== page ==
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Middleware

Starlette includes several middleware classes for adding behaviour that is applied across your entire application. These are all implemented as standard ASGI middleware classes, and can be applied either to Starlette or to any other ASGI application.

The Starlette application class allows you to include the ASGI middleware in a way that ensures that it remains wrapped by the exception handler.

from starlette.applications import Starlette
from starlette.middleware.httpsredirect import HTTPSRedirectMiddleware
from starlette.middleware.trustedhost import TrustedHostMiddleware


app = Starlette()

# Ensure that all requests include an 'example.com' or '*.example.com' host header,
# and strictly enforce https-only access.
app.add_middleware(TrustedHostMiddleware, allowed_hosts=['example.com', '*.example.com'])
app.add_middleware(HTTPSRedirectMiddleware)

Starlette also allows you to add middleware functions, using a decorator syntax:

@app.middleware("http")
async def add_custom_header(request, call_next):
    response = await call_next(request)
    response.headers['Custom'] = 'Example'
    return response

The following middleware implementations are available in the Starlette package:

CORSMiddleware

Adds appropriate CORS headers to outgoing responses in order to allow cross-origin requests from browsers.

The default parameters used by the CORSMiddleware implementation are restrictive by default, so you'll need to explicitly enable particular origins, methods, or headers, in order for browsers to be permitted to use them in a Cross-Domain context.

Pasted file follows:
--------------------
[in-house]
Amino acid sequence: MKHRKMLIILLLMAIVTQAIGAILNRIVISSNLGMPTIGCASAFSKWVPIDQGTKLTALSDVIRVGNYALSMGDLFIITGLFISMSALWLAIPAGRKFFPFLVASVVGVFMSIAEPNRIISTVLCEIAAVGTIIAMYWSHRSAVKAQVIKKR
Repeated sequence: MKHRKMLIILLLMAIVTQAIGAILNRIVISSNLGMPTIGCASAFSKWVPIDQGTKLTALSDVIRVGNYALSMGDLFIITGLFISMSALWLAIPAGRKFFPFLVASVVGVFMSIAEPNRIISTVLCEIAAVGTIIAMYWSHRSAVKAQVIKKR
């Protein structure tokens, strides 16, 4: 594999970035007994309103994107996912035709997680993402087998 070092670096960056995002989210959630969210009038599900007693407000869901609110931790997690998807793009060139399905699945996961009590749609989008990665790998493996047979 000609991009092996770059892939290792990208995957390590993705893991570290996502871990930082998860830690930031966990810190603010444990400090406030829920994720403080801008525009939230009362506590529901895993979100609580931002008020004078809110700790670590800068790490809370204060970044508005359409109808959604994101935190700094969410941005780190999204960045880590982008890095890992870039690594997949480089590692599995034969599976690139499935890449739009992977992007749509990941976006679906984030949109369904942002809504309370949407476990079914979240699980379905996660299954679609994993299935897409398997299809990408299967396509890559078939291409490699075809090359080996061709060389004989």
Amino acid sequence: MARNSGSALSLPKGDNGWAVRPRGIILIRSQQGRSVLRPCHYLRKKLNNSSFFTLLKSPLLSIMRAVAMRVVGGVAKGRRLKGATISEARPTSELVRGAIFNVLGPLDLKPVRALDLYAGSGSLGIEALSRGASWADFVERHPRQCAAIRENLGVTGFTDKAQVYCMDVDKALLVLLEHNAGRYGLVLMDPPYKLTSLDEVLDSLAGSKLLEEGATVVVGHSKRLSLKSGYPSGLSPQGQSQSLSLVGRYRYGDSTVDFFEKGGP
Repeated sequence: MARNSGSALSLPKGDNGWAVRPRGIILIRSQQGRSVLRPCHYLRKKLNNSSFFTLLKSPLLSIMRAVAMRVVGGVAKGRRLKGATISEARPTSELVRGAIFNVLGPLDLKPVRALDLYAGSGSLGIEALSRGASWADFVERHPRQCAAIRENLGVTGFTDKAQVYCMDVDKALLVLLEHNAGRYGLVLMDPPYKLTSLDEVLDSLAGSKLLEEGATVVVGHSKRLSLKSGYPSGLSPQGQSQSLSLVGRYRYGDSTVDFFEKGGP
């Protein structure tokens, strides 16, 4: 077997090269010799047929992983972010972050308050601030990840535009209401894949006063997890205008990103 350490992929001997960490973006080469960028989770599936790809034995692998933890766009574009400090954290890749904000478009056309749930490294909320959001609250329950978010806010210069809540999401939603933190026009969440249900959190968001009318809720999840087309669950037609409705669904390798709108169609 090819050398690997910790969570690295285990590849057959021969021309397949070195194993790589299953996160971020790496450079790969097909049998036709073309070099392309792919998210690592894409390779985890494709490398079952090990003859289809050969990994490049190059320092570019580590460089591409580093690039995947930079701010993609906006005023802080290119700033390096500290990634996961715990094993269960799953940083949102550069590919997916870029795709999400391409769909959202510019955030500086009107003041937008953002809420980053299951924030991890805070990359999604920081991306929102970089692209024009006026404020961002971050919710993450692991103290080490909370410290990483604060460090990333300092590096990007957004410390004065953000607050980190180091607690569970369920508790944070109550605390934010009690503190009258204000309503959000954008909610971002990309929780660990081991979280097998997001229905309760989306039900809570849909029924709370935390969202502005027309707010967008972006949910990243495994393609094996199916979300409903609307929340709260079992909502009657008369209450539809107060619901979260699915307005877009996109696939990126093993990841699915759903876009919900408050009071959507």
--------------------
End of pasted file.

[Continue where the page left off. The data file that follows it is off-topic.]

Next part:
from starlette.applications import Starlette
from starlette.middleware.cors import CORSMiddleware


app = Starlette()
app.add_middleware(CORSMiddleware, allow_origins=['*'])

The following arguments are supported:

  • allow_origins - A list of origins that should be permitted to make cross-origin requests. eg. ['https://example.org', 'https://www.example.org']. You can use ['*'] to allow any origin.
  • allow_origin_regex - A regex string to match against origins that should be permitted to make cross-origin requests. eg. 'https://.*\.example\.org'.
  • allow_methods - A list of HTTP methods that should be allowed for cross-origin requests. Defaults to ['GET']. You can use ['*'] to allow all standard methods.
  • allow_headers - A list of HTTP request headers that should be supported for cross-origin requests. Defaults to []. You can use ['*'] to allow all headers. The Accept, Accept-Language, Content-Language and Content-Type headers are always allowed for CORS requests.
  • allow_credentials - Indicate that cookies should be supported for cross-origin requests. Defaults to False.
  • expose_headers - Indicate any response headers that should be made accessible to the browser. Defaults to [].
  • max_age - Sets a maximum time in seconds for browsers to cache CORS responses. Defaults to 60.

The middleware responds to two particular types of HTTP request...

CORS preflight requests

These are any OPTION request with Origin and Access-Control-Request-Method headers. In this case the middleware will intercept the incoming request and respond with appropriate CORS headers, and either a 200 or 400 response for informational purposes.

Simple requests

Any request with an Origin header. In this case the middleware will pass the request through as normal, but will include appropriate CORS headers on the response.

SessionMiddleware

Adds signed cookie-based HTTP sessions. Session information is readable but not modifiable.

Access or modify the session data using the request.session dictionary interface.

The following arguments are supported:

  • secret_key - Should be a random string.
  • session_cookie - Defaults to "session".
  • max_age - Session expiry time in seconds. Defaults to 2 weeks.

HTTPSRedirectMiddleware